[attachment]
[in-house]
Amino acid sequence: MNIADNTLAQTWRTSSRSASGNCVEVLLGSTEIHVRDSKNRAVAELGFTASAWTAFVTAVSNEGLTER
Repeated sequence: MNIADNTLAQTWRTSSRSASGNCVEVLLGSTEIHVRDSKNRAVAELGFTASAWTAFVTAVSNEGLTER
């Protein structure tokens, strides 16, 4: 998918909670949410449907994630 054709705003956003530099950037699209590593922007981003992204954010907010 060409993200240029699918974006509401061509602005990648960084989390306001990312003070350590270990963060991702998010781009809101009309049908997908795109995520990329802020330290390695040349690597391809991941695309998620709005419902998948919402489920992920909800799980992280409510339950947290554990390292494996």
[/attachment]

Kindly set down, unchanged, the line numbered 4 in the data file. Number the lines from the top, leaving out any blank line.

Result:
């Protein structure tokens, strides 16, 4: 998918909670949410449907994630 054709705003956003530099950037699209590593922007981003992204954010907010 060409993200240029699918974006509401061509602005990648960084989390306001990312003070350590270990963060991702998010781009809101009309049908997908795109995520990329802020330290390695040349690597391809991941695309998620709005419902998948919402489920992920909800799980992280409510339950947290554990390292494996």